They did not stab an ordinary soldier, they stabbed the invaders. who occupied their land and want them out. Every Palestinian has right to go and do whatever to expel the invaders from their mother land.’

This was the shocking rhetoric of a Saudi man on an Al Jazeera Facebook thread that I stumbled across. This is the type of baseless hatred towards Israel that social media users have become accustomed to.

While it is shocking for someone to condone any indiscriminate attack (against civilian or military personnel), in a handful of instances, I can sympathise with the motives, of Palestinians who have been gravely mistreated at the hands of Israel: the human condition often seeks revenge and our emotions can get the better of us. I recognise that I will be criticised immensely for this statement so let me be clear- My sympathy does not equate to my support for their actions at all, but rather that by applying my objective psychological and sociological hat, I can occasionally understand their motivation.

That said, in the latest round of terror to hit Israel’s streets, the perpetrators have largely not been Palestinian, but Israeli-Arabs, to whom my sympathy criteria cannot be applied to. They form part of Israel’s multi-ethnic society and enjoy the benefits of Israel’s high quality of life. Any reasonable person knows that it is unethical and plain wrong to eat the fruits and then turn against the tree that nourishes you. This bares close resemblance to BDS movement founder, Omar Barghouti, who currently studies at the Tel Aviv University, however Barghouti’s case is worse, as he is consuming the best fruits on offer.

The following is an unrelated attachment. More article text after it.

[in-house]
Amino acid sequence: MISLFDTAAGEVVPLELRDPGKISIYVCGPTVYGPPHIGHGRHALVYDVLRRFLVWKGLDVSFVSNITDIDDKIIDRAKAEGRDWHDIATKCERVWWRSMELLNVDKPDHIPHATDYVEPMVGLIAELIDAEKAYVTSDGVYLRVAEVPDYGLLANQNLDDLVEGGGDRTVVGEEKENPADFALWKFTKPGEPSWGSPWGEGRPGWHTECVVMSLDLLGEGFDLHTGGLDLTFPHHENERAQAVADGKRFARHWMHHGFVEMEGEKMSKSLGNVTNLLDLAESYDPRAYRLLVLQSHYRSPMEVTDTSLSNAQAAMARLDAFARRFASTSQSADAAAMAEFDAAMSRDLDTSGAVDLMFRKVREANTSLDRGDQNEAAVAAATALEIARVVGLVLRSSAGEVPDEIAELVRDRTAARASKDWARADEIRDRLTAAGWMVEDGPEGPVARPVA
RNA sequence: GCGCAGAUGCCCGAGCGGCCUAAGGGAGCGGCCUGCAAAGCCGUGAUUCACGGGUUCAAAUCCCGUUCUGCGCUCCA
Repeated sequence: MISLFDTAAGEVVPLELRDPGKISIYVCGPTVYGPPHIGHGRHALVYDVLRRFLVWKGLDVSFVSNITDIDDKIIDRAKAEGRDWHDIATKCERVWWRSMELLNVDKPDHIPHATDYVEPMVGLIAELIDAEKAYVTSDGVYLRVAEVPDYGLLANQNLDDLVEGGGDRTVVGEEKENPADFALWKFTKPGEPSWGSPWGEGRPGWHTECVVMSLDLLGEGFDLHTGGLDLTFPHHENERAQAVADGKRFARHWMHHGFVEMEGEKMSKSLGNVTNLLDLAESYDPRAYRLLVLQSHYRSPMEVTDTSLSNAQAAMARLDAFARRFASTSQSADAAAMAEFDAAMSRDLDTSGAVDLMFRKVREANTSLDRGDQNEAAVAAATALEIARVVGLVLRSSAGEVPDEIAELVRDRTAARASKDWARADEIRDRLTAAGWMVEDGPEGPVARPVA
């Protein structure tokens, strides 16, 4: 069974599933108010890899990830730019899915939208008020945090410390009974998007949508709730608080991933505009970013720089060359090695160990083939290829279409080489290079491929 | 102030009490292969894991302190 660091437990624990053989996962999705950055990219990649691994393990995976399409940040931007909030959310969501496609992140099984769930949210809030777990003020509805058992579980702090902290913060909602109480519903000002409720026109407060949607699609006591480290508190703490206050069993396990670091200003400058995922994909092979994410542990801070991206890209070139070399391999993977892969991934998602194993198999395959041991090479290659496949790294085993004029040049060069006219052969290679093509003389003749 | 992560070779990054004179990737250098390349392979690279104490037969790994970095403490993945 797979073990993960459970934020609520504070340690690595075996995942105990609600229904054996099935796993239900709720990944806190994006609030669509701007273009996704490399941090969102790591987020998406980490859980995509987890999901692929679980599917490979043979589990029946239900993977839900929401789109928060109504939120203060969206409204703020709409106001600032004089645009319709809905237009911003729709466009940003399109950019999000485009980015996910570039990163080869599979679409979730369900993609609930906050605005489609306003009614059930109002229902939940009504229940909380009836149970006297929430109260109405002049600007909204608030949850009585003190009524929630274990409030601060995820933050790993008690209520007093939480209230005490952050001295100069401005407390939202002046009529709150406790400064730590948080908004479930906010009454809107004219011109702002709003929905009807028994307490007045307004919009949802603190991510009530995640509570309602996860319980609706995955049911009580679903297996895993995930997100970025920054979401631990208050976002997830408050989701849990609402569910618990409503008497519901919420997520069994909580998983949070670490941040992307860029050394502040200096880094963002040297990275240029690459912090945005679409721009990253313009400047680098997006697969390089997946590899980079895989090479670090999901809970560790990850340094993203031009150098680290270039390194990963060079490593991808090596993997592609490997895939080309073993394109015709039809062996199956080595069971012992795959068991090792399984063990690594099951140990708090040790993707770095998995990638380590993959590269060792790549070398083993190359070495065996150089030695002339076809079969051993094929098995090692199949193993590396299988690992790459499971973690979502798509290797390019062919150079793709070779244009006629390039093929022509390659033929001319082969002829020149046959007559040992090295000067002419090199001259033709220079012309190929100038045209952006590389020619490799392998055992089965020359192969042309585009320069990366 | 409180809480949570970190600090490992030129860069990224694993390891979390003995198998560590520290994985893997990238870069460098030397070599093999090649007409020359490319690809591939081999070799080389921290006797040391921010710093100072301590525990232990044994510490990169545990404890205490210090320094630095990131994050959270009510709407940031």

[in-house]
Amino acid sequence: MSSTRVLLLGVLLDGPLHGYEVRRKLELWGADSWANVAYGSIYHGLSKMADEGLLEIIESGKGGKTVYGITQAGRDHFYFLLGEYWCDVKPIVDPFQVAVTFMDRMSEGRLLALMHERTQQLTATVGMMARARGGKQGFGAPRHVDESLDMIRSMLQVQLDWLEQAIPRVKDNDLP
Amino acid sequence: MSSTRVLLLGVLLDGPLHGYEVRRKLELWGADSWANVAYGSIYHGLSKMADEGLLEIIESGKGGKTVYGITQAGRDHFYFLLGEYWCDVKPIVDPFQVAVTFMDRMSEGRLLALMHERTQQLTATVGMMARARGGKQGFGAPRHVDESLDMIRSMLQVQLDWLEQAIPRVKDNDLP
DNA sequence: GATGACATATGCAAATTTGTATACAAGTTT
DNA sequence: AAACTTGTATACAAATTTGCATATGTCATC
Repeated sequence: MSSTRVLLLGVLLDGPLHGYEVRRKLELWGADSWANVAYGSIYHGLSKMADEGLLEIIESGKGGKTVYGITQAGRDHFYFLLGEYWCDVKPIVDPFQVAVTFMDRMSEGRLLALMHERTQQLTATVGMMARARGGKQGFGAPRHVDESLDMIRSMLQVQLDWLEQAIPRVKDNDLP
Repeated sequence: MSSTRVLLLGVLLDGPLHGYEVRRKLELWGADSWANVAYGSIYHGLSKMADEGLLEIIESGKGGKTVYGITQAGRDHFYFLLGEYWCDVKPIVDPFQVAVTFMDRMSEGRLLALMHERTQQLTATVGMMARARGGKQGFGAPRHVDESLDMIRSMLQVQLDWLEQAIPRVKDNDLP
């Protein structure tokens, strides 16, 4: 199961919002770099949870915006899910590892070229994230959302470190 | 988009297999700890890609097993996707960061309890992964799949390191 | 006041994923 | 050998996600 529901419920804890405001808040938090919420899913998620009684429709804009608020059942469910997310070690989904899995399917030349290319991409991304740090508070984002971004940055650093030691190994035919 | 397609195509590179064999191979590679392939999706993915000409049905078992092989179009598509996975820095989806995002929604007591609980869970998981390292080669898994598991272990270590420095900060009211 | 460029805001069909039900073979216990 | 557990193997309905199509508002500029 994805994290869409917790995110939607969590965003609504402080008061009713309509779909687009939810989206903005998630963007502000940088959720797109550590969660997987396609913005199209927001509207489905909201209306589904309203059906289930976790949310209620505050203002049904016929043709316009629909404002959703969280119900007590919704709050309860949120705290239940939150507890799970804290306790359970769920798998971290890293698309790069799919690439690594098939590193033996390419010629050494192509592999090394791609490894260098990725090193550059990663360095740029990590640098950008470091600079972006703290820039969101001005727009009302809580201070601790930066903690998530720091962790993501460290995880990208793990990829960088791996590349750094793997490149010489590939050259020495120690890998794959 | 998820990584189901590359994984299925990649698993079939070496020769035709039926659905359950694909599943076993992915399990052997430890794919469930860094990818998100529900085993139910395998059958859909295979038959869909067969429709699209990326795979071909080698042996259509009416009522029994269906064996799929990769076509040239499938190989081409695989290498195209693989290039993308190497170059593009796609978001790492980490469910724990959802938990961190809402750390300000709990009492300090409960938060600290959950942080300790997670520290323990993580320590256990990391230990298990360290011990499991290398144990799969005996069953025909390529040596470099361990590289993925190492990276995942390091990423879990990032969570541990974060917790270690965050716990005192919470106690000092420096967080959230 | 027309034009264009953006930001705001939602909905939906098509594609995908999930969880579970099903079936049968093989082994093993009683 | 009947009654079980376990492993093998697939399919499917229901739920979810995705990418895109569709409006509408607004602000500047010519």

Like Barghouti and the actions of certain Israeli-Arabs, the remarks of the Saudi man can also be categorised as blind, baseless and unjustified. His quote was actually posted in response to an AJ article which said that an Israeli soldier will stand trial for shooting at 2 Palestinians, killing one, after they both stabbed and injured lightly his fellow soldier. While we can debate whether the act was disproportionate, and there are arguments for both sides, the fact that the comment was written on a forum which discusses legal action against the soldier speaks volumes.

By highlighting the soldier’s debatably harsh actions, AJ have unintentionally promoted Israeli PR, yet its readers, blinded by their preconceived prejudice, have failed to see it. To any intellectually honest reader, the article should be an advert for Israel’s judicial system and dispel claims of institutional injustices. Yet, the Pro-Palestinian majority fail to see it, clinging on to a victim narrative to justify terror. Instead of much needed introspection, they constantly seek to highlight and fabricate the transgressions of a small Israeli minority, when they should be commending Israel for applying the law-Credit where credit is due is the term that springs to mind.

In sum, Israel is fighting a PR battle that it cannot win.  We must accept that it is impossible to reach common ground with those who hate us for who we are, rather than for our actions (which at times I can comprehend).  For this reason, I fail to see how we can constructively engage with our opposition to better the situation for our children, but I am open to suggestions…